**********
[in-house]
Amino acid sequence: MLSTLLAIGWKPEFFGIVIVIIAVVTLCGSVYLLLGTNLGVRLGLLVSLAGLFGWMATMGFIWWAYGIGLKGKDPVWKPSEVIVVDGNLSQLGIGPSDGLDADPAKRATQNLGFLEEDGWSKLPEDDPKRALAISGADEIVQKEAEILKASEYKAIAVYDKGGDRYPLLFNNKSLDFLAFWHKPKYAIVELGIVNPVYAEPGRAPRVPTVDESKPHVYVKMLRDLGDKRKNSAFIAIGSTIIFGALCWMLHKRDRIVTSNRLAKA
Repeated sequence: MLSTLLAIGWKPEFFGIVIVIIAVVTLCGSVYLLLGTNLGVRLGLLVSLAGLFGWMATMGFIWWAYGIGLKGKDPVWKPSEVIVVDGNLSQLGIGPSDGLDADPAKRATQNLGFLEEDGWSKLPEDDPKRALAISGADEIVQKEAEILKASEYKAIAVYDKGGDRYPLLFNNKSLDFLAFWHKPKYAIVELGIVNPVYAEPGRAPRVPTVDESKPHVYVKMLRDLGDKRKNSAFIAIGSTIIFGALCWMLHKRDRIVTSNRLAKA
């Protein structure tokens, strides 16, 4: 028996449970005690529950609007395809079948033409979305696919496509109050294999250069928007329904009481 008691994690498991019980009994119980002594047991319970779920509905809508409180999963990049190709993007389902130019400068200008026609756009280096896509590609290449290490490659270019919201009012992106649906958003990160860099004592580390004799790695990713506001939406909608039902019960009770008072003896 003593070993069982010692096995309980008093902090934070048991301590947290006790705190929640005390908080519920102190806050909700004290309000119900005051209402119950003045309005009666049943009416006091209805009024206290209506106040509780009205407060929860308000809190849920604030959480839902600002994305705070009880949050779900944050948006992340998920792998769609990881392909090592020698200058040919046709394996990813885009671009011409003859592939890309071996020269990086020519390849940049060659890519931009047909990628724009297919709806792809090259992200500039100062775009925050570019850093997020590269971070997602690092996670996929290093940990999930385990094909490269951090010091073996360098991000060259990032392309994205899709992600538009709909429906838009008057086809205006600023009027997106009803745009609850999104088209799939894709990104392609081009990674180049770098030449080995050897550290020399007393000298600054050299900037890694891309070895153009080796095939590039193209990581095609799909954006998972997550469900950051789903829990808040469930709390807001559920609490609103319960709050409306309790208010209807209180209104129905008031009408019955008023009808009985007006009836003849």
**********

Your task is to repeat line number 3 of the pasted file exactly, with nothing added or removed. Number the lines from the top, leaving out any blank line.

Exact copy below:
Repeated sequence: MLSTLLAIGWKPEFFGIVIVIIAVVTLCGSVYLLLGTNLGVRLGLLVSLAGLFGWMATMGFIWWAYGIGLKGKDPVWKPSEVIVVDGNLSQLGIGPSDGLDADPAKRATQNLGFLEEDGWSKLPEDDPKRALAISGADEIVQKEAEILKASEYKAIAVYDKGGDRYPLLFNNKSLDFLAFWHKPKYAIVELGIVNPVYAEPGRAPRVPTVDESKPHVYVKMLRDLGDKRKNSAFIAIGSTIIFGALCWMLHKRDRIVTSNRLAKA